A question for MR1492: does "enveloped" negate the action of the man... sinking his hand in the flesh, and rather expresses the fact that it is the flesh that "takes" the hand in?

    A question for amatriciana: does "buried in" express that the hand is "deeply" in her flesh? I mean, would you really use "buried in" referred to the sculpture I linked in my first post?

    I'm sorry to "spaccare il capello in quattro" :), but I am pretty fluent in EN and the main obstacle to feeling completely at ease when I speak is to perfect these subtle shades. I really appreciate your help.
    Best!
    --a
     
  7. Phil9 Senior Member

    London
    UK English
    I think rrose17 has the best version. Personally I would use 'digs into' but 'sinks' also works. No problem with those in this situation. :) Phil.
     
  8. amatriciana Senior Member

    Venezia
    English - UK and US
    You're exactly right. And so, having finally taken an actual look at the picture of the sculpture in question :), let me scratch "buried" and say instead that "sinks" is a good word here. It retains the passiveness of the original, and it has something of a poetic ring to it.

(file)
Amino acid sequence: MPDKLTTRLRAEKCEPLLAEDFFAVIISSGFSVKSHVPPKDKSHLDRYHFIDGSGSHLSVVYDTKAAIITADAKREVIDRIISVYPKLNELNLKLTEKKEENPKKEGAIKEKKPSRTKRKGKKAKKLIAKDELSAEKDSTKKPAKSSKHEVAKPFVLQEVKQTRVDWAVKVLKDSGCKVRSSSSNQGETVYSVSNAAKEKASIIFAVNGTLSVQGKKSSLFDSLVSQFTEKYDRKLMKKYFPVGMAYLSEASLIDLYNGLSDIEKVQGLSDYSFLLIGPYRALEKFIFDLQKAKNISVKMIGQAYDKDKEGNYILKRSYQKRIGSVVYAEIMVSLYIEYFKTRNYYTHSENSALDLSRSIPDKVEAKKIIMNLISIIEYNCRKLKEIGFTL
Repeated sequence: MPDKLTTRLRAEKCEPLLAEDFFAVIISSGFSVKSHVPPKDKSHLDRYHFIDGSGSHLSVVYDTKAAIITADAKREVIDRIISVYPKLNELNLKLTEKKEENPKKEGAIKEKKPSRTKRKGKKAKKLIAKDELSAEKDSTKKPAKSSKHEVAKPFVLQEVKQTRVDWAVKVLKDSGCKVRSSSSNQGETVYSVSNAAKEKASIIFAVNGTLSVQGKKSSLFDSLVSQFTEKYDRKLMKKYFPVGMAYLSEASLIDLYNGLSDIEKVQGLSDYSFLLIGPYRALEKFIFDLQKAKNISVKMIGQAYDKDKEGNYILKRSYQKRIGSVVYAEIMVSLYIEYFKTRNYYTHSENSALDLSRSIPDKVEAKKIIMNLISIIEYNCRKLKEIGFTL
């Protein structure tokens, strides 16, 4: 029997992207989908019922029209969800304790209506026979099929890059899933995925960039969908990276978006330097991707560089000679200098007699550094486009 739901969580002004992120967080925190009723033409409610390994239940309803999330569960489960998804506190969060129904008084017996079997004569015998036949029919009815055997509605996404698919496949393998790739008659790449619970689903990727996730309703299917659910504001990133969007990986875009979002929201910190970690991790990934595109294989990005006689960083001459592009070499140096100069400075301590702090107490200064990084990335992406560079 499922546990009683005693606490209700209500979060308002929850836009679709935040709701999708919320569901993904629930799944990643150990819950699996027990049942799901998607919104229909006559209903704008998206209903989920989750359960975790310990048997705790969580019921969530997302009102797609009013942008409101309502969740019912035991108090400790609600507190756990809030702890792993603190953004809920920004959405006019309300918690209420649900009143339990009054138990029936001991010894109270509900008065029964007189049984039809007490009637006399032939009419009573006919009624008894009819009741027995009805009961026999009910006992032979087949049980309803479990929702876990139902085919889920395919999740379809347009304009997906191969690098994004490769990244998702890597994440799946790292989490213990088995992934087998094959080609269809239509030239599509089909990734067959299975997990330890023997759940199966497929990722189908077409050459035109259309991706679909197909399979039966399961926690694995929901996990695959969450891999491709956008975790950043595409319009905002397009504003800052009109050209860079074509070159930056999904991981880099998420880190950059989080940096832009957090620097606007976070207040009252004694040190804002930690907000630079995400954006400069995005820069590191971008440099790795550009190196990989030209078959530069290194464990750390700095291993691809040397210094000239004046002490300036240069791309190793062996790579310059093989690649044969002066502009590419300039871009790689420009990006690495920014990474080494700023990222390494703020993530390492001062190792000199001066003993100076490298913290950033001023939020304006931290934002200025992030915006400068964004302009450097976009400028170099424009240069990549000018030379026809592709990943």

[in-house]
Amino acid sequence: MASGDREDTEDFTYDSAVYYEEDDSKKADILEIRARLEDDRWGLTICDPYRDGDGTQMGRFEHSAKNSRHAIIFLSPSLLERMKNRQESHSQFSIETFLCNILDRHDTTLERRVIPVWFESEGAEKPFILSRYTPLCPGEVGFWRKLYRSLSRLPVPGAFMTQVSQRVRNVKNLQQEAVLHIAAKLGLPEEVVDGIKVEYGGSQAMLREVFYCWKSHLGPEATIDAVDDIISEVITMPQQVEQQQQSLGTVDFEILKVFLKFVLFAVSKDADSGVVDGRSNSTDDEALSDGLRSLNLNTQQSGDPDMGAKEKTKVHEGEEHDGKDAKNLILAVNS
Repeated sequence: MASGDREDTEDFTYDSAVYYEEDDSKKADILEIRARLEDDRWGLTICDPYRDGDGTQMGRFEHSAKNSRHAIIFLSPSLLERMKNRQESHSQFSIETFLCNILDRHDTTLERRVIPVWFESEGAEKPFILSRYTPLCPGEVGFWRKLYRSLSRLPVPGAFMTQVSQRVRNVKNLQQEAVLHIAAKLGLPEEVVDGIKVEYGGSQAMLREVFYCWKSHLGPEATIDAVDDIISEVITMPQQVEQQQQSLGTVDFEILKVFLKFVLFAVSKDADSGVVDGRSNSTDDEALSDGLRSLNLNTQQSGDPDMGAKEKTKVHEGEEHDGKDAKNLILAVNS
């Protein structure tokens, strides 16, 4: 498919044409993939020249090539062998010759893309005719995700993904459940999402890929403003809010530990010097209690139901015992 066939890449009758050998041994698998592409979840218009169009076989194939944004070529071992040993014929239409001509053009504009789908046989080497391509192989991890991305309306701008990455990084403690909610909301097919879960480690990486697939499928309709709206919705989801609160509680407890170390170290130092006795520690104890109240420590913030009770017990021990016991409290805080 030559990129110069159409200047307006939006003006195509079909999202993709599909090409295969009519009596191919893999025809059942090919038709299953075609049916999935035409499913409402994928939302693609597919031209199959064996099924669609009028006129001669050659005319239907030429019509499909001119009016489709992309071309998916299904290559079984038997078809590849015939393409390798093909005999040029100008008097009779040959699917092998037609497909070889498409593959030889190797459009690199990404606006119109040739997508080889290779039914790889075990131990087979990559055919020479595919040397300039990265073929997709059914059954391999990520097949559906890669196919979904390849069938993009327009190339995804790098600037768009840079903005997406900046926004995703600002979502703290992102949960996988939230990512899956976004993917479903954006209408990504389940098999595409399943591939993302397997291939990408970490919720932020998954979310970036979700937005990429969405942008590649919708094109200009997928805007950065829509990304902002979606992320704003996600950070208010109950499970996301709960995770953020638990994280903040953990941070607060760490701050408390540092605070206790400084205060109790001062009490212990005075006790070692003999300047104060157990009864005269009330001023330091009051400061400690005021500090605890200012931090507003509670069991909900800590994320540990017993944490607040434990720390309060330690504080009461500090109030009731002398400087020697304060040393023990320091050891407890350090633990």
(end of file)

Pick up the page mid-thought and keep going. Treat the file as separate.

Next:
So "See how his hand sinks into her flesh" (basically as rrose17 suggested).

    A related suggestion, replying to your remark on the difference between "nella carne di lei" and "nella sua carne", is

    "See how the man's hand sinks into the flesh of her body".

    As a phrase "the flesh of her body" is a bit redundant, but it's a poetic phrase with sensual/sexual overtones (in fact it's got biblical overtones, too). Whereas "sinking into her flesh" as a phrase has more violent overtones, e.g. a dog sinking its teeth into someone's flesh, or police handcuffs sinking into one's flesh.

    I think that words like "digs" or "presses into" are a) a bit too active for "affonda", and b) are not particularly lyrical.



     
    Last edited: Aug 28, 2014
  9. annadifrancia

    annadifrancia Senior Member